Wendy Kaplan Editor
The MIT Press, in association with the Los Angeles County Museum of Art, Cambridge, MA, Los Angles, CA, 2011, English
Nonfiction, Interior Design; Nonfiction, Architecture; Nonfiction, Graphic Design; Nonfiction, Product/Industrial Design; Nonfiction, Fashion Design
9.5 x 12 inches, hardcover, 360 pages, 350 illustrations
ISBN: 9780262016070
Suggested Retail Price: $60.00

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From the Publisher. In 1951, designer Greta Magnusson Grossman observed that California design was “not a superimposed style, but an answer to present conditions. . . . It has developed out of our own preferences for living in a modern way.” California design influenced the material culture of the entire country, in everything from architecture to fashion. This generously illustrated book, which accompanies a major exhibition at the Los Angeles County Museum of Art, is the first comprehensive examination of California’s midcentury modern design. It begins by tracing the origins of a distinctively California modernism in the 1930s by such European émigrés as Richard Neutra, Rudolph Schindler, and Kem Weber; it finds other specific design influences and innovations in solid-color commercial ceramics, inspirations from Mexico and Asia, new schools for design training, new concepts about leisure, and the conversion of wartime technologies to peacetime use (exemplified by Charles and Ray Eames’s plywood and fiberglass furniture).

The heart of California Design is the modern California home, famously characterized by open plans conducive to outdoor living. The layouts of modernist homes by Pierre Koenig, Craig Ellwood, and Raphael Soriano, for example, were intended to blur the distinction between indoors and out. Homes were furnished with products from Heath Ceramics, Van Keppel-Green, and Architectural Pottery as well as other, previously unheralded companies and designers. Many objects were designed to be multifunctional: pool and patio furniture that was equally suitable indoors, lighting that was both task and ambient, bookshelves that served as room dividers, and bathing suits that would turn into ensembles appropriate for indoor entertainment.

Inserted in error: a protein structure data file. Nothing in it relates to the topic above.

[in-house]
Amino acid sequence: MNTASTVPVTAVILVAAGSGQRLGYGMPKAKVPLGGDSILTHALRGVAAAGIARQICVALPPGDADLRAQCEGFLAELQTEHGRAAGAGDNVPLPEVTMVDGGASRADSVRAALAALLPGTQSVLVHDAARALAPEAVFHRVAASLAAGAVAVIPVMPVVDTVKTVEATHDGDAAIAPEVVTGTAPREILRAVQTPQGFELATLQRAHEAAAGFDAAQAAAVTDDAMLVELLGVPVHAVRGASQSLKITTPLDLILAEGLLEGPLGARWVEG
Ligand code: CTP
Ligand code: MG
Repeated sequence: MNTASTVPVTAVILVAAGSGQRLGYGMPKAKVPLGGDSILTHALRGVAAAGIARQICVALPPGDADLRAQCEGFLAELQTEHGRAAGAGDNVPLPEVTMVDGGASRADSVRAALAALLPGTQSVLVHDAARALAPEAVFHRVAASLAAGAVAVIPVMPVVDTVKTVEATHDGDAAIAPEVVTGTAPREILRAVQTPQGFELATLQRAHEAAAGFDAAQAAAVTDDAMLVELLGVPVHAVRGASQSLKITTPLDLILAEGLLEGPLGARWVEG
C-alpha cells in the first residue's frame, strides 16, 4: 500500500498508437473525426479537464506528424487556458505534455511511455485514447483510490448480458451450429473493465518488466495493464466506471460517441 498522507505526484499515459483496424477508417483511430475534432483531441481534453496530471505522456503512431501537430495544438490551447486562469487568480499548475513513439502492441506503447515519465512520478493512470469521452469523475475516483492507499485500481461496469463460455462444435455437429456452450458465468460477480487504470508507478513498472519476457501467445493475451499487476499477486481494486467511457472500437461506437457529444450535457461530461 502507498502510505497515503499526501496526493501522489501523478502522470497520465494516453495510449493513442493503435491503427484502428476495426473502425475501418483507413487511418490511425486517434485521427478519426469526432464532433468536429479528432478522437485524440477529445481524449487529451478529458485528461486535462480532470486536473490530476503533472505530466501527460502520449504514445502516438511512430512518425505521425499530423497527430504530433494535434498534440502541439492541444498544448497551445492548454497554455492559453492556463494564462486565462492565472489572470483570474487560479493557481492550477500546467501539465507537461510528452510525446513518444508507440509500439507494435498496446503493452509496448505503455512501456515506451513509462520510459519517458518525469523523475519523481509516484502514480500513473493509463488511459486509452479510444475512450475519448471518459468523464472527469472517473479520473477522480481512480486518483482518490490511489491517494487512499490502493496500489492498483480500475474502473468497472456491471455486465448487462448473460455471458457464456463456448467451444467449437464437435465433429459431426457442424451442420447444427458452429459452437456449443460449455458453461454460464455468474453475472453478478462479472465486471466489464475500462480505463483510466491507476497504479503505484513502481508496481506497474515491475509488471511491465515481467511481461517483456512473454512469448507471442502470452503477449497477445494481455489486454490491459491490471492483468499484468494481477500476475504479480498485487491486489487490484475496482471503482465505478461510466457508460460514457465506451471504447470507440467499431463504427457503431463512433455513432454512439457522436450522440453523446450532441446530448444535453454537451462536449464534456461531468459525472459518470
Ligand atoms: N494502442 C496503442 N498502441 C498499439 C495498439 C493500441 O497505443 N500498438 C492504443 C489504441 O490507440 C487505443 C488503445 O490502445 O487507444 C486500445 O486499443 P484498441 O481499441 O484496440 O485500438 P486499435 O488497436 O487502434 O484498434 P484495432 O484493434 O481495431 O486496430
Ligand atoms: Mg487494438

California Design includes 350 images, most in color, of furniture, ceramics, metalwork, architecture, graphic and industrial design, film, textiles, and fashion, and ten incisive essays that trace the rise of the California design aesthetic.

Catalogue of the exhibition at the Los Angeles County Museum of Art, “California Design, 1930–1965: ‘Living in a Modern Way,’” October 1, 2011–June 3, 2012.

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Paul Makovsky

Feeling depressed about design these days? Then the Los Angeles Museum of Contemporary Art’s catalogue accompanying an exhibition of the same name, “California Design 1930–1965: Living in a Modern Way” (on view through June 3, 2012), will certainly cheer you up. Sure, the seeds of midcentury California modernism were sown in the years immediately preceding World War II—just think of the furniture of Kem Weber or the architecture of Rudolf Schindler—but it was really only after the war with the booming postwar economy that the new aesthetic really blossomed, a period that produced talents as Julius Shulman, the Eameses, Alvin Lustig, and Pierre Koenig. The book also digs up obscure designers like Arlene Fisch, a jewelry designer who combined silver with colorful enamels; Doyle Lane, an Los Angeles-based African American craftsman who worked mainly in ceramics; and Olga Lee, a textile designer who was married to Milo Baughman, a furniture designer who also figures prominently in the show. You’ll come away thinking, what happened to American design in the decades since?

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